Hal D Feldman, MD
Fellow of the American Academy of Orthopaedic Surgeons
http://orthodoc.aaos.org/HalDFeldmanMD
Hal D. Feldman, M.D, P.C..
Hal D. Feldman, M.D. 33 Walt Whitman Road Suite 104
Huntington Station, NY 11746 USA
Phone: (631) 423-2642  | Fax: (631) 423-1364
Copyright 2010 American Academy of Orthopaedic Surgeons
Shoulder Pain and Common Shoulder Problems

What most people call the shoulder is really several joints that combine with tendons and muscles to allow a wide range of motion in the arm — from scratching your back to throwing the perfect pitch.

Mobility has its price, however. It may lead to increasing problems with instability or impingement of the soft tissue or bony structures in your shoulder, resulting in pain. You may feel pain only when you move your shoulder, or all of the time. The pain may be temporary or it may continue and require medical diagnosis and treatment.

This article explains some of the common causes of shoulder pain, as well as some general treatment options. Your doctor can give you more detailed information about your shoulder pain.

Anatomy
This simplified illustration of the shoulder highlights the major components of the joint.

Your shoulder is made up of three bones: your upper arm bone (humerus), your shoulder blade (scapula), and your collarbone (clavicle).

The head of your upper arm bone fits into a rounded socket in your shoulder blade. This socket is called the glenoid. A combination of muscles and tendons keeps your arm bone centered in your shoulder socket. These tissues are called the rotator cuff. They cover the head of your upper arm bone and attach it to your shoulder blade.

Cause

Most shoulder problems fall into four major categories:

  • Tendon inflammation (bursitis or tendinitis) or tendon tear
  • Instability
  • Arthritis
  • Fracture (broken bone)

Other much less common causes of shoulder pain are tumors, infection, and nerve-related problems.

Bursitis

Bursae are small, fluid-filled sacs that are located in joints throughout the body, including the shoulder. They act as cushions between bones and the overlying soft tissues, and help reduce friction between the gliding muscles and the bone.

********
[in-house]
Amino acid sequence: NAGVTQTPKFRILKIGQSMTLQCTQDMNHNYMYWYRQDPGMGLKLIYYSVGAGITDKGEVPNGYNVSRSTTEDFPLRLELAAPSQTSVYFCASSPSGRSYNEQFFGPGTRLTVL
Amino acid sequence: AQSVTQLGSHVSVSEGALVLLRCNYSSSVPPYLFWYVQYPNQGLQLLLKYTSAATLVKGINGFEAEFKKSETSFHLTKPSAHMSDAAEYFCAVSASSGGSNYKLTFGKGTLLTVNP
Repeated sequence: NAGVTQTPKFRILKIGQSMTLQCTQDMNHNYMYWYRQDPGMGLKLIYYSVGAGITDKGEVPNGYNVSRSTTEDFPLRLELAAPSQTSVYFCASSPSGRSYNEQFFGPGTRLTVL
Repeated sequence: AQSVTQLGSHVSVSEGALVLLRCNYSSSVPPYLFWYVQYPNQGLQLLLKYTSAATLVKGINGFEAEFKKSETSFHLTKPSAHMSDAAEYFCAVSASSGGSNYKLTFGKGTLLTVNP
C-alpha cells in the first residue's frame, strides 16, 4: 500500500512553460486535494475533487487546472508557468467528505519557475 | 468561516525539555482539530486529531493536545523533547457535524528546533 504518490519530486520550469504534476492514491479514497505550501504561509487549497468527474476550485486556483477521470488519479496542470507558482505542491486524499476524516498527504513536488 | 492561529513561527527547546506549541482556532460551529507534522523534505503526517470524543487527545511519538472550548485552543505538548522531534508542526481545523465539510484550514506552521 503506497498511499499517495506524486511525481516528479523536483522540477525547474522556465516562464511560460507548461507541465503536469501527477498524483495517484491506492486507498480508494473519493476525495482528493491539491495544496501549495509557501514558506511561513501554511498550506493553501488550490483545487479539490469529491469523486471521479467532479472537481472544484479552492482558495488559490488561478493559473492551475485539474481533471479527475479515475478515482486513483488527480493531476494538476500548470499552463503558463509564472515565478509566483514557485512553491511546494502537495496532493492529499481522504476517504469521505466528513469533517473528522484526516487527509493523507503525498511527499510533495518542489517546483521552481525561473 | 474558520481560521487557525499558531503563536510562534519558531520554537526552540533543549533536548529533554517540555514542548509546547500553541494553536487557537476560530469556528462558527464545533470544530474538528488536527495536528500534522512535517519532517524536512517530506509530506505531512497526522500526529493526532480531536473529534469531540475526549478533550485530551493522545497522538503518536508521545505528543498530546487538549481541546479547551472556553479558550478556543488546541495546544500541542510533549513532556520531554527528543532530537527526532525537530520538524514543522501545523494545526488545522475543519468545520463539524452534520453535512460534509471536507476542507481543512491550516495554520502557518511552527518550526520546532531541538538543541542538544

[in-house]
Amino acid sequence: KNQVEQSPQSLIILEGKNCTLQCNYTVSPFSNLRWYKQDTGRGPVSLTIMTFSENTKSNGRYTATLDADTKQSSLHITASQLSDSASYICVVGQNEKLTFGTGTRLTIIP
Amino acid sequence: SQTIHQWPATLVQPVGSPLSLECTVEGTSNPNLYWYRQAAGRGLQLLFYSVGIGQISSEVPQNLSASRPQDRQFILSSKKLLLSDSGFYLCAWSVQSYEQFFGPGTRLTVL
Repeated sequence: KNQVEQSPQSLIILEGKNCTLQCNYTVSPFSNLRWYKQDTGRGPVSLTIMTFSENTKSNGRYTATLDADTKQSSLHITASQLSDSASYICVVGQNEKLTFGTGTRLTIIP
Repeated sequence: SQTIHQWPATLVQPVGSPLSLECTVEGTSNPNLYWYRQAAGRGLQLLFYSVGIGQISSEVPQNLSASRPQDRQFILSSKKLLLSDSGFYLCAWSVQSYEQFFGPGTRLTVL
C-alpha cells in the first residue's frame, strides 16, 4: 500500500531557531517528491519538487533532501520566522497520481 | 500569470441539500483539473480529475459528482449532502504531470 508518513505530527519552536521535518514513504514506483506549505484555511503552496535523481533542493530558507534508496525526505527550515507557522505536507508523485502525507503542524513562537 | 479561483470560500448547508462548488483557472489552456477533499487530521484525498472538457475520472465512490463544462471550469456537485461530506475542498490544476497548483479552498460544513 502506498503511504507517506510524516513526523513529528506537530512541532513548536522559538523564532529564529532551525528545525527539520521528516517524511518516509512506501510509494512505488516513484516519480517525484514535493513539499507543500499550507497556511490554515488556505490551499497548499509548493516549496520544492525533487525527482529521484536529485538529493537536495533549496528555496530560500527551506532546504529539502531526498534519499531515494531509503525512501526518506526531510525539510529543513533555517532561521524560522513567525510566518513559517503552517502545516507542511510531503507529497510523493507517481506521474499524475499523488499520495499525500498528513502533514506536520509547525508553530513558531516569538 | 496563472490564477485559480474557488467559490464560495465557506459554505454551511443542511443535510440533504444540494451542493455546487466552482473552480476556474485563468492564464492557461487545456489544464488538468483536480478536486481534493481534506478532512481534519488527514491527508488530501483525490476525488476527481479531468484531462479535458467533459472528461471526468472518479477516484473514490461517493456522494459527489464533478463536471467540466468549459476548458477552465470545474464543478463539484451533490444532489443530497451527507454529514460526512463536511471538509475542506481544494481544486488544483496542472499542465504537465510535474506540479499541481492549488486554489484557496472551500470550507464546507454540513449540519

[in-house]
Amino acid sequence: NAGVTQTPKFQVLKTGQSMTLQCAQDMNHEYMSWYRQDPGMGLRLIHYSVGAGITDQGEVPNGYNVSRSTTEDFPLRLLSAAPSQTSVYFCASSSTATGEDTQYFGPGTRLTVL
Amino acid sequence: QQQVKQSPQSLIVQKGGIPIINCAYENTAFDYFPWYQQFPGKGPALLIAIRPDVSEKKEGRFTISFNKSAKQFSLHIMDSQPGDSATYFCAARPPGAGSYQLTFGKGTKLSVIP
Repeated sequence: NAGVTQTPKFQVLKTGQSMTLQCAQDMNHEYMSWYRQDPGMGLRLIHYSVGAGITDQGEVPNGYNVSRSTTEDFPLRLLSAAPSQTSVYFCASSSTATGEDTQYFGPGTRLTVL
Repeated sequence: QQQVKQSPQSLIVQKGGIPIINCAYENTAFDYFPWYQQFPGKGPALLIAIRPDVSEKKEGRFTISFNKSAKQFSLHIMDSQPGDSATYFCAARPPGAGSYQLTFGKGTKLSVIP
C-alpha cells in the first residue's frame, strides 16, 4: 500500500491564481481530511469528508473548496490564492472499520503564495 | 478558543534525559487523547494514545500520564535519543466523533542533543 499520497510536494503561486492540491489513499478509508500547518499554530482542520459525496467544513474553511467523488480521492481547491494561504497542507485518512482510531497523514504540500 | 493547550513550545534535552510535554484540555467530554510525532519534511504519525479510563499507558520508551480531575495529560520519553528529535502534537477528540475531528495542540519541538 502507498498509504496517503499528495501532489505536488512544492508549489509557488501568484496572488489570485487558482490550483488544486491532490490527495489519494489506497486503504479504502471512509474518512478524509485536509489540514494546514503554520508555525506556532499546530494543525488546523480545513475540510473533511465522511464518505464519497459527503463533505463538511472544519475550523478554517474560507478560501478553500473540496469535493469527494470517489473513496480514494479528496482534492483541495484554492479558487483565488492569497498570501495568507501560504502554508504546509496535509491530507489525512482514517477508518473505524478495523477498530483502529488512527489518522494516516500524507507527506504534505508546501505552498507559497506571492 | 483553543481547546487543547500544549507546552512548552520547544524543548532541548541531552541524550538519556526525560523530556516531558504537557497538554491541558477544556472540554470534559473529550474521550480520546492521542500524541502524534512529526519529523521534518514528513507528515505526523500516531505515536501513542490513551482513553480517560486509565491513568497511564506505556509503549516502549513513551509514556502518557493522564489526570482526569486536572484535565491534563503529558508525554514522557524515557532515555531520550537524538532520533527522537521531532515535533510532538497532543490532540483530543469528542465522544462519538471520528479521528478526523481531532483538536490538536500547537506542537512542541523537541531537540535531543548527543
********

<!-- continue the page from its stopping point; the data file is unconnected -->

Sometimes, excessive use of the shoulder leads to inflammation and swelling of the bursa between the rotator cuff and part of the shoulder blade known as the acromion. The result is a condition known as subacromial bursitis. Bursitis often occurs in association with rotator cuff tendinitis. The many tissues in the shoulder can become inflamed and painful. Many daily activities, such as combing your hair or getting dressed, may become difficult.

Tendinitis

A tendon is a cord that connects muscle to bone. Most tendinitis is a result of a wearing down of the tendon that occurs slowly over time, much like the wearing process on the sole of a shoe that eventually splits from overuse.

Generally, tendinitis is one of two types:

  • Acute. Excessive ball throwing or other overhead activities during work or sport can lead to acute tendinitis.
  • Chronic. Degenerative diseases like arthritis or repetitive wear and tear due to age, can lead to chronic tendinitis.

The most commonly affected tendons in the shoulder are the four rotator cuff tendons and one of the biceps tendons. The rotator cuff is made up of four small muscles and their tendons that cover the head of your upper arm bone and keep it in the shoulder socket. Your rotator cuff helps provide shoulder motion and stability.

Tendon Tears

Splitting and tearing of tendons may result from acute injury or degenerative changes in the tendons due to advancing age, long-term overuse and wear and tear, or a sudden injury. These tears may be partial or may completely split the tendon into two pieces. In most cases of complete tears, the tendon is pulled away from its attachment to the bone. Rotator cuff and biceps tendon injuries are among the most common of these injuries.

Impingement

Shoulder impingement occurs when the top of the shoulder blade (acromion) puts pressure on the underlying soft tissues when the arm is lifted away from the body. As the arm is lifted, the acromion rubs, or "impinges" on, the rotator cuff tendons and bursa. This can lead to bursitis and tendinitis, causing pain and limiting movement. Over time, severe impingement can even lead to a rotator cuff tear.

Instability

Shoulder instability occurs when the head of the upper arm bone is forced out of the shoulder socket. This can happen as a result of a sudden injury or from overuse.

Shoulder dislocations can be partial, with the ball of the upper arm coming just partially out of the socket. This is called a subluxation. A complete dislocation means the ball comes all the way out of the socket.

Once the ligaments, tendons, and muscles around the shoulder become loose or torn, dislocations can occur repeatedly. Recurring dislocations, which may be partial or complete, cause pain and unsteadiness when you raise your arm or move it away from your body. Repeated episodes of subluxations or dislocations lead to an increased risk of developing arthritis in the joint.

Arthritis

Shoulder pain can also result from arthritis. There are many types of arthritis. The most common type of arthritis in the shoulder is osteoarthritis, also known as "wear and tear" arthritis. Symptoms, such as swelling, pain, and stiffness, typically begin during middle age. Osteoarthritis develops slowly and the pain it causes worsens over time.